State and local agencies and federal grant recipients often have access to the best available evidence that can guide public health policy. It is therefore important for them to bring that evidence to the attention of policymakers through public health advocacy, but within the guidelines established by rules and regulations governing such activities.
Rules and regulations on the use of government and other grant funds to engage in certain advocacy activities have existed for a long time. However, many fund recipients are unclear on the scope of the relevant rules and regulations. This can lead to grantees refraining from engaging in permitted activities or inadvertently engaging in non-permitted activities. Recent changes regarding the use of Department of Health and Human Services funds contained in the Consolidated Appropriations Act of 2012 have brought this issue to the forefront and caused confusion among some grantees, officials, and organizations. In addition, state anti-lobbying laws that place restrictions on the use of state funds vary widely among jurisdictions.
To address a public health problem, public health practitioners, attorneys and/or advocates must consider what entity or agency has the authority to best address the problem. Determining the answer may be difficult because it often requires an understanding of complex legal doctrines, the ability to harmonize conflicting or obscure laws and analyze and apply relevant court opinions. It is also important for practitioners to understand that in certain areas related to public health, federal law preempts or takes precedence over state law. For example, federal law preempts state law for establishing car safety standards under Congress’s constitutional authority to regulate interstate commerce. But in other cases, state law might preempt local law. For example, some state laws give state government the exclusive authority to regulate smoking in bars or restaurants throughout that state. In other cases, authority to protect the public’s health may rest with multiple agencies, including agencies at the federal, state and local levels of government.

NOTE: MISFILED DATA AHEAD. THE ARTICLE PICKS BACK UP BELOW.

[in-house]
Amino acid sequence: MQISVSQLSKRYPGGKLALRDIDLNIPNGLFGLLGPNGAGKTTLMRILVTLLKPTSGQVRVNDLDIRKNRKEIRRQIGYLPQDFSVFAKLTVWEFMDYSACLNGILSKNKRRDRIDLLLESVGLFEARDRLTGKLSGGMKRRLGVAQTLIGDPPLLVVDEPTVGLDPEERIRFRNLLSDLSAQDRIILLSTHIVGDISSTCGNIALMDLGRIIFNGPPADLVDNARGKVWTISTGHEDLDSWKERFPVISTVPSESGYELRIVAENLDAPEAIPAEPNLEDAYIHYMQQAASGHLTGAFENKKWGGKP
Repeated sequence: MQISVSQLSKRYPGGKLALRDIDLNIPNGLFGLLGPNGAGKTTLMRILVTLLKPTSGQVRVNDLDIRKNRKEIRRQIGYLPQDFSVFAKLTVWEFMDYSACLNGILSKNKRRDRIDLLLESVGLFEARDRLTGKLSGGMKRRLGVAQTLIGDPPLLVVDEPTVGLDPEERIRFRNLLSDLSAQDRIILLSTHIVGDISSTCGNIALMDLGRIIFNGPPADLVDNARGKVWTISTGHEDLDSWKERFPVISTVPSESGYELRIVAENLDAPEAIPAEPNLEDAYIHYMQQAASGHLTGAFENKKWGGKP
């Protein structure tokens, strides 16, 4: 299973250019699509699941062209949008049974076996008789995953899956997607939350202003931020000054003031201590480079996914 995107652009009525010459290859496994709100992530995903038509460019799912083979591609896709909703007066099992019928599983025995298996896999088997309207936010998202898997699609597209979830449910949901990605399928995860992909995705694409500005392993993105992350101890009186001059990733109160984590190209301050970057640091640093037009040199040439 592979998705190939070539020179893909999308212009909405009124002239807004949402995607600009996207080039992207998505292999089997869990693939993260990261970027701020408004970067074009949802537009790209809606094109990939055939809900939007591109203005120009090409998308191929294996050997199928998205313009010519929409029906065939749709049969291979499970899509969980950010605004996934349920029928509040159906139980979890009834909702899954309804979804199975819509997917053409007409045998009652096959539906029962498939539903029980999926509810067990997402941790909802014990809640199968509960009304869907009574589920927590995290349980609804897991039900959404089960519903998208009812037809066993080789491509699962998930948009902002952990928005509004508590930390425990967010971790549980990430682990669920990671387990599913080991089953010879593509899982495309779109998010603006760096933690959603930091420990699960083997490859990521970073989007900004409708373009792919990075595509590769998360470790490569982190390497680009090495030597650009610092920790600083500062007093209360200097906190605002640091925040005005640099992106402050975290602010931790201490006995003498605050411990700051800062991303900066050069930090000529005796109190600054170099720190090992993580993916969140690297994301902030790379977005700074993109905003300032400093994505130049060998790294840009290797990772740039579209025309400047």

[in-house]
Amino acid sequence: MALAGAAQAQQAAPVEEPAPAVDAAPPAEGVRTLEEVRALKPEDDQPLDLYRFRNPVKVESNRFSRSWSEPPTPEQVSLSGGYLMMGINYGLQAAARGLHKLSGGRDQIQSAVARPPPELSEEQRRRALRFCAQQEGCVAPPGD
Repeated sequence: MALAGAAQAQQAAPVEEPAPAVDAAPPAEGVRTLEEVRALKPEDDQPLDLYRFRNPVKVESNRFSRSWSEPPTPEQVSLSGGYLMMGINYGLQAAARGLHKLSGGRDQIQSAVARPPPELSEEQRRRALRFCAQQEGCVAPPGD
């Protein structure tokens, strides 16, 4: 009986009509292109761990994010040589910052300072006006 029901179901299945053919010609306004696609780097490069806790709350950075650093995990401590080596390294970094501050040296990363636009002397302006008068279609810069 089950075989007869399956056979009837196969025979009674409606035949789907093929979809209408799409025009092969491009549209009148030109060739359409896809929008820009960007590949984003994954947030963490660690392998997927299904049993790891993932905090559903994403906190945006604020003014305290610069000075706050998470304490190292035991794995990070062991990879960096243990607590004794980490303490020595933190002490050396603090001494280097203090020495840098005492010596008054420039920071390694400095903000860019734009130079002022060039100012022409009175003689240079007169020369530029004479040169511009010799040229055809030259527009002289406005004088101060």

Once they have determined what entity or agency has responsibility for a particular public health issue, public health practitioners, attorneys and advocates must also consider the approaches or remedies available to address this problem. Before jumping to legislative solutions, they should examine existing authority for potential applicability.
Depending on the public health issue at hand, they may consider ethical factors relevant to solving the problem as well. For example, does a proposed law or action unfairly burden certain individuals or groups of individuals? Is the proposed law or action going to have an impact that disproportionally affects the public health threat to be addressed? Finally, those dealing with public health issues with legal ramifications must also remember to consider practical considerations when choosing an approach or remedy, including public acceptability, enforceability, availability of resources to implement and political feasibility.
Network attorneys are able to provide technical assistance and training on these issues as well as broader questions related to public health advocacy and lobbying. The Network can also provide training and answer questions regarding specific regulations and restrictions related to advocacy and lobbying.
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The Network for Public Health Law provides information and technical assistance on issues related to public health. The legal information and assistance provided does not constitute legal advice or legal representation. For legal advice, please consult specific legal counsel. For more information on the type of legal assistance the Network can provide, please see frequently asked questions.